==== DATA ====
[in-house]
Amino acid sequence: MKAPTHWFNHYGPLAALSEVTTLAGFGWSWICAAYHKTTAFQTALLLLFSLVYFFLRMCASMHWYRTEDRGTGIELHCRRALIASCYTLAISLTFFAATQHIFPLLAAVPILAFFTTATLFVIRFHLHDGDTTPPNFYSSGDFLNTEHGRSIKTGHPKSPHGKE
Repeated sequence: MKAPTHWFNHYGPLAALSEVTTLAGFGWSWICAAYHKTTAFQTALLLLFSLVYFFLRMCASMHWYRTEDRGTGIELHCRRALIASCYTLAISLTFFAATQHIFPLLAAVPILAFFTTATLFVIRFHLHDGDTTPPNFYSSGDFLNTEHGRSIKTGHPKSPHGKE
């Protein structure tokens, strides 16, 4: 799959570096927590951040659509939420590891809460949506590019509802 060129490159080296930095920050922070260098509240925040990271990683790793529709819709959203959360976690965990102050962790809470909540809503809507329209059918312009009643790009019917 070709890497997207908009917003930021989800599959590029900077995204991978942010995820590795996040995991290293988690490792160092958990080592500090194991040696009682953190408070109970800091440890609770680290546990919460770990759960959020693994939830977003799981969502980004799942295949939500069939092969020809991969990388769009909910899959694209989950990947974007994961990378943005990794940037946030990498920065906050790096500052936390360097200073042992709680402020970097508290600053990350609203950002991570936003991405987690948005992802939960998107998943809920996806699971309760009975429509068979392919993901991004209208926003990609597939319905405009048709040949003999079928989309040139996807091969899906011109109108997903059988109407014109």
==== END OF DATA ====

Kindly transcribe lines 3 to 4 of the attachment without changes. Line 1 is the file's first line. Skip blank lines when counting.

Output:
Repeated sequence: MKAPTHWFNHYGPLAALSEVTTLAGFGWSWICAAYHKTTAFQTALLLLFSLVYFFLRMCASMHWYRTEDRGTGIELHCRRALIASCYTLAISLTFFAATQHIFPLLAAVPILAFFTTATLFVIRFHLHDGDTTPPNFYSSGDFLNTEHGRSIKTGHPKSPHGKE
């Protein structure tokens, strides 16, 4: 799959570096927590951040659509939420590891809460949506590019509802 060129490159080296930095920050922070260098509240925040990271990683790793529709819709959203959360976690965990102050962790809470909540809503809507329209059918312009009643790009019917 070709890497997207908009917003930021989800599959590029900077995204991978942010995820590795996040995991290293988690490792160092958990080592500090194991040696009682953190408070109970800091440890609770680290546990919460770990759960959020693994939830977003799981969502980004799942295949939500069939092969020809991969990388769009909910899959694209989950990947974007994961990378943005990794940037946030990498920065906050790096500052936390360097200073042992709680402020970097508290600053990350609203950002991570936003991405987690948005992802939960998107998943809920996806699971309760009975429509068979392919993901991004209208926003990609597939319905405009048709040949003999079928989309040139996807091969899906011109109108997903059988109407014109």